All posts filed under: Pernambuco

Boats and Goodbyes

When all good things come to an end, go out in style. And what better way to say goodbye to Recife than to take a catamaran down its famous river. But first we made sure to visit Francisco Brennand’s ceramic studio; a contemporary sculpture artist in Brazil and son of Riccardo Brennand, he displays hundreds of his sculptures in his massive studio space, doubling as a great gallery filled with gardens, water fountains and pools and theatres. His work exudes sensuous symbols and seem highly iterative of one another, being fairly abstract and range in form whilst being highly similar in style. He’s also well known to create floor and wall tiles for construction, beautifully decorated and painted by a team of hard-working locals who can be seen hard at work amongst the open galleries in the studio. And if you visit beware of some evil looking swans roaming around the gardens… Hurridley, we rushed straight after to the catamaran, sure we had missed it, but managed to jump aboard and set sail down the …

Me, You and Caruaru/Gravatá

Continuing on my exploration of the Northeast of Brazil’s cultural gem, Pernambuco, we rolled early out of bed, gathered some snacks, shades and sun cream, jumped in the car and took a road trip West of the coast toward small towns Caruaru and Gravatá. Snacks for the ride: Bolo de Rolo Biscotinhos – i.e. crunchy nuggets of sugary heaven. Caruaru is well known to be the artistic centre of Pernambuco, Alto do Moura, being the origin of the famous ceramics of Pernambuco. Driving down long and bumpy open and narrow roads, weaving in and out of slightly decrepit buildings and homes, getting inevitably lost, we finally found the the centre we were looking for. Known for being a haven for beautiful Pernambucan gifts, I whipped out my reais/Pedro’s debit card and filled my heart and Pedro’s car with beautiful hand crafted wooden and ceramic gifts. My indecisiveness often fuels excessive sweating, and so the searing Caruaru heat added to my skin’s discomfort. We also visited the small home of Mestre Vitalino, Master Vitalino, the man who …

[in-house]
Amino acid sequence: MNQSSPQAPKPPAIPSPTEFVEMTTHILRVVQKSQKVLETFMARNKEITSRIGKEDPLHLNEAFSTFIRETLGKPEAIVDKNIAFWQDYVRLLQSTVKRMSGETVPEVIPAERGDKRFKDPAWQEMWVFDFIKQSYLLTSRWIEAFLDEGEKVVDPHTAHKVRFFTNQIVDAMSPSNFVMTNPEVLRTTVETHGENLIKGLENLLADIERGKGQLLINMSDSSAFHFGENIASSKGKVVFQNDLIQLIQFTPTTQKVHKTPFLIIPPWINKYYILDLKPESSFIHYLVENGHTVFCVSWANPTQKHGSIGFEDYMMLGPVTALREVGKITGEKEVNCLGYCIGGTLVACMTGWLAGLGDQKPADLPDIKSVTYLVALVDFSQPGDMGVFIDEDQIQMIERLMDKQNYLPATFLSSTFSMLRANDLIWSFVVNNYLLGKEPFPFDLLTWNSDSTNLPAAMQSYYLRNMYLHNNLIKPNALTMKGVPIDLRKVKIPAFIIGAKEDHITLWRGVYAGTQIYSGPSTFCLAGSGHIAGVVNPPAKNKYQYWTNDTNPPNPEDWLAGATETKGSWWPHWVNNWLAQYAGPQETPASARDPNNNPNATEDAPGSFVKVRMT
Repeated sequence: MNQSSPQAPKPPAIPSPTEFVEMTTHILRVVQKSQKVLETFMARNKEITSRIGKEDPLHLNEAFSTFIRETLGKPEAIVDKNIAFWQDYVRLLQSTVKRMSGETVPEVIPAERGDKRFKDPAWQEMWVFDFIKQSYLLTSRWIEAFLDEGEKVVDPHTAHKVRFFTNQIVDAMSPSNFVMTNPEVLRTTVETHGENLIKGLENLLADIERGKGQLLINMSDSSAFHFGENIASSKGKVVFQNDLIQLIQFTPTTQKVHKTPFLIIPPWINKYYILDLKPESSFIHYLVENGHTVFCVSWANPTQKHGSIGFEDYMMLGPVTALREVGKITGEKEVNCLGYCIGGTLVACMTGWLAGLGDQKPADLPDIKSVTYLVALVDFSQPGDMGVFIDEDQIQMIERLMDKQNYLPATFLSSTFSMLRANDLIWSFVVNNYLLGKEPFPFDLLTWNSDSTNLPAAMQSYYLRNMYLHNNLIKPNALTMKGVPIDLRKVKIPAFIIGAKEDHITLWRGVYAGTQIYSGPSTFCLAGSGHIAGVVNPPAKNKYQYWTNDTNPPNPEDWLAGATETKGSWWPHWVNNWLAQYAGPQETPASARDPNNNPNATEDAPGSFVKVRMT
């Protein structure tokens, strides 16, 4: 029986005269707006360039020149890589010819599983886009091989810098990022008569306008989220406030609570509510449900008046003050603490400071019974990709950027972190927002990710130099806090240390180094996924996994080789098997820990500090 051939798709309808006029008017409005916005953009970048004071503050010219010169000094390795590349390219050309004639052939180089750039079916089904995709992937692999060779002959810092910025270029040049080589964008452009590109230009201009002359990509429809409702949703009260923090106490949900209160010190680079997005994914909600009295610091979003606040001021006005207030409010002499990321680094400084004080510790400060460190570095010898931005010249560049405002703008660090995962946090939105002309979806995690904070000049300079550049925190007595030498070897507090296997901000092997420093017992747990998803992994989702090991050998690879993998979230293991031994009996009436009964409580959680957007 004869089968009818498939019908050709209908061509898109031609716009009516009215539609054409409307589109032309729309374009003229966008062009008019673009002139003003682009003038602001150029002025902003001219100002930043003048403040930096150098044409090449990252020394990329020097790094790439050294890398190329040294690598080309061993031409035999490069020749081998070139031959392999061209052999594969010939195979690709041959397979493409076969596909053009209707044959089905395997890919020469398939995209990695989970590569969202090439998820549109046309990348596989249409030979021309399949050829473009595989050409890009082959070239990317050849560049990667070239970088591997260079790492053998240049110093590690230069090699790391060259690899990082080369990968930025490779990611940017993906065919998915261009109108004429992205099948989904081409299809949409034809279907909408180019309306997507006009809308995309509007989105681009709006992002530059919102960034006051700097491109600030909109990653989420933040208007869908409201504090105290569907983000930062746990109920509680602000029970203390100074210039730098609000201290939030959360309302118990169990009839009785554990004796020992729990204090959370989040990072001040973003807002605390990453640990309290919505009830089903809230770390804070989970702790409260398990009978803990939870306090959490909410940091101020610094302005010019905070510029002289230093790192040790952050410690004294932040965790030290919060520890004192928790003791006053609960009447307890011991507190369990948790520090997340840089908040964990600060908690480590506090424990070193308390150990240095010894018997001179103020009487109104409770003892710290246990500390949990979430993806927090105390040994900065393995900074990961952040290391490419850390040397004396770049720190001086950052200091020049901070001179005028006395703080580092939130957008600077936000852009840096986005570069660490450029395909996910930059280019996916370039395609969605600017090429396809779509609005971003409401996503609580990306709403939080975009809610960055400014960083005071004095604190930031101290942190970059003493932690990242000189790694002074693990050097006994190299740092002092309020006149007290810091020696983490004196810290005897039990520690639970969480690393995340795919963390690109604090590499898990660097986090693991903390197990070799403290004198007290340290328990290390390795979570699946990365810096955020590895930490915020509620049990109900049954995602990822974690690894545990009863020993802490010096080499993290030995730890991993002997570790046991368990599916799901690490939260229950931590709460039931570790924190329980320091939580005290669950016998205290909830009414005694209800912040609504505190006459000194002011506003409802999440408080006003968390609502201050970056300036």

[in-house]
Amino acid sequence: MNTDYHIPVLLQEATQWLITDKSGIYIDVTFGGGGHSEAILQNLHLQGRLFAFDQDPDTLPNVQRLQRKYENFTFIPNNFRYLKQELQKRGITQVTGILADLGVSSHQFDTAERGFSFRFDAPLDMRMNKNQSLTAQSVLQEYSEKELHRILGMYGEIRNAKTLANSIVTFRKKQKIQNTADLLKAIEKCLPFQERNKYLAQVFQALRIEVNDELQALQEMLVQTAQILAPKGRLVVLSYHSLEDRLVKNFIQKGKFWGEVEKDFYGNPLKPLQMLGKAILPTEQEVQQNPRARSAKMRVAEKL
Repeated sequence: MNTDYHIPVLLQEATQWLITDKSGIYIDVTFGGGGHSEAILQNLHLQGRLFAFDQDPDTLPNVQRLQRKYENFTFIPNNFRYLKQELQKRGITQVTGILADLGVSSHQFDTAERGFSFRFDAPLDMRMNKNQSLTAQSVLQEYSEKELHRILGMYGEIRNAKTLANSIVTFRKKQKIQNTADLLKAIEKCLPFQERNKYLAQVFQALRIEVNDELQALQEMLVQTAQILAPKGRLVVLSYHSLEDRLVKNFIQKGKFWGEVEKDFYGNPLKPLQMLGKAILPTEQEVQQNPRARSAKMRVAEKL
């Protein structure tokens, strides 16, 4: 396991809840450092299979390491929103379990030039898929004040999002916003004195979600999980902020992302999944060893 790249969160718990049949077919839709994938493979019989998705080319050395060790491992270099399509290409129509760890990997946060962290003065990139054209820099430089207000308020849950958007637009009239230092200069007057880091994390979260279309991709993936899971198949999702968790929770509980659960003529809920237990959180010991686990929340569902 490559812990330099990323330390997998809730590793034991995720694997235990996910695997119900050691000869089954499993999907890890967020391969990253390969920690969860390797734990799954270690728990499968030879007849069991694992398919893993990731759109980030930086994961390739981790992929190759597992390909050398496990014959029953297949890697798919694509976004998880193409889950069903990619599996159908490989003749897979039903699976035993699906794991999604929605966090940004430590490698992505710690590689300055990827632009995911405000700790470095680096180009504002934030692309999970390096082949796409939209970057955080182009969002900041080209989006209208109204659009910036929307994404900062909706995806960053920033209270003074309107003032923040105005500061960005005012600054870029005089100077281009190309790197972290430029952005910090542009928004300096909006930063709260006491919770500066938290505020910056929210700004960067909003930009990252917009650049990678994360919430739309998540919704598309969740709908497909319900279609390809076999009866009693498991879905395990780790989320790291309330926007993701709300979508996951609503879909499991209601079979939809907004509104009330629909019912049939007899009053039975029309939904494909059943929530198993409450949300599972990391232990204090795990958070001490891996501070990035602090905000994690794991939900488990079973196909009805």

Linda Olinda

A small town neighbouring Recife overlooking the ocean, founded in the 16th century by the Portuguese, Olinda radiates colonial beauty and charm. Having thought to be named by people exclaiming “Oh… Linda!”, Linda meaning beautiful in Portuguese. Surrounded and filled with a mass of greenery, Olinda is bathed in a tropical light high up on a hill with a sandy shore and ocean below. Filled with baroque churches and chapels, small markets, historical landmarks and rows and rows of vibrantly coloured houses, it’s impossible not to fall in love with Olinda’s charm. Being notoriously safe for tourists and well maintained as a historical nucleus of Pernambuco, you can stroll along the cobbled roads and streets, passing small food and gift markets and buildings,  children playing outside, nuns strolling to church and locals bumbling around getting home from work. If you’re lucky you can have Repentistas sing to you; literally “Repeaters”, men bearing guitars stroll along the streets singing and playing Repente – a kind of improvised sung poetry found in the Northeast of Brazil. Colourful …